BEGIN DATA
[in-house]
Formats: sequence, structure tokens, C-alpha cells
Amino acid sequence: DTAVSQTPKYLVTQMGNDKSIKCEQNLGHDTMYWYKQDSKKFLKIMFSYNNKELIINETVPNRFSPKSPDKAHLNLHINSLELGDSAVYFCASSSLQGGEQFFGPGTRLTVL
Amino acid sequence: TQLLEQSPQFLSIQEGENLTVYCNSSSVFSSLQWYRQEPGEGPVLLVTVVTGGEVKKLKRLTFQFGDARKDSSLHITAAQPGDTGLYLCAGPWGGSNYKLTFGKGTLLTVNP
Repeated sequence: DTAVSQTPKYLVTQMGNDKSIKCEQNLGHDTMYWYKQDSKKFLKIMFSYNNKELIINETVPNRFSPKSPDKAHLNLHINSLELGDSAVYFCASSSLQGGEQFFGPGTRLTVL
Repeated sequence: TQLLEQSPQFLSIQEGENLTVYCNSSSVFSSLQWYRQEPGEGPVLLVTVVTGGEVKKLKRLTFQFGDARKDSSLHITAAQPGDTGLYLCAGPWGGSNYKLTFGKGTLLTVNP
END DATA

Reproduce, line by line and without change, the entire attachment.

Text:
[in-house]
Formats: sequence, structure tokens, C-alpha cells
Amino acid sequence: DTAVSQTPKYLVTQMGNDKSIKCEQNLGHDTMYWYKQDSKKFLKIMFSYNNKELIINETVPNRFSPKSPDKAHLNLHINSLELGDSAVYFCASSSLQGGEQFFGPGTRLTVL
Amino acid sequence: TQLLEQSPQFLSIQEGENLTVYCNSSSVFSSLQWYRQEPGEGPVLLVTVVTGGEVKKLKRLTFQFGDARKDSSLHITAAQPGDTGLYLCAGPWGGSNYKLTFGKGTLLTVNP
Repeated sequence: DTAVSQTPKYLVTQMGNDKSIKCEQNLGHDTMYWYKQDSKKFLKIMFSYNNKELIINETVPNRFSPKSPDKAHLNLHINSLELGDSAVYFCASSSLQGGEQFFGPGTRLTVL
Repeated sequence: TQLLEQSPQFLSIQEGENLTVYCNSSSVFSSLQWYRQEPGEGPVLLVTVVTGGEVKKLKRLTFQFGDARKDSSLHITAAQPGDTGLYLCAGPWGGSNYKLTFGKGTLLTVNP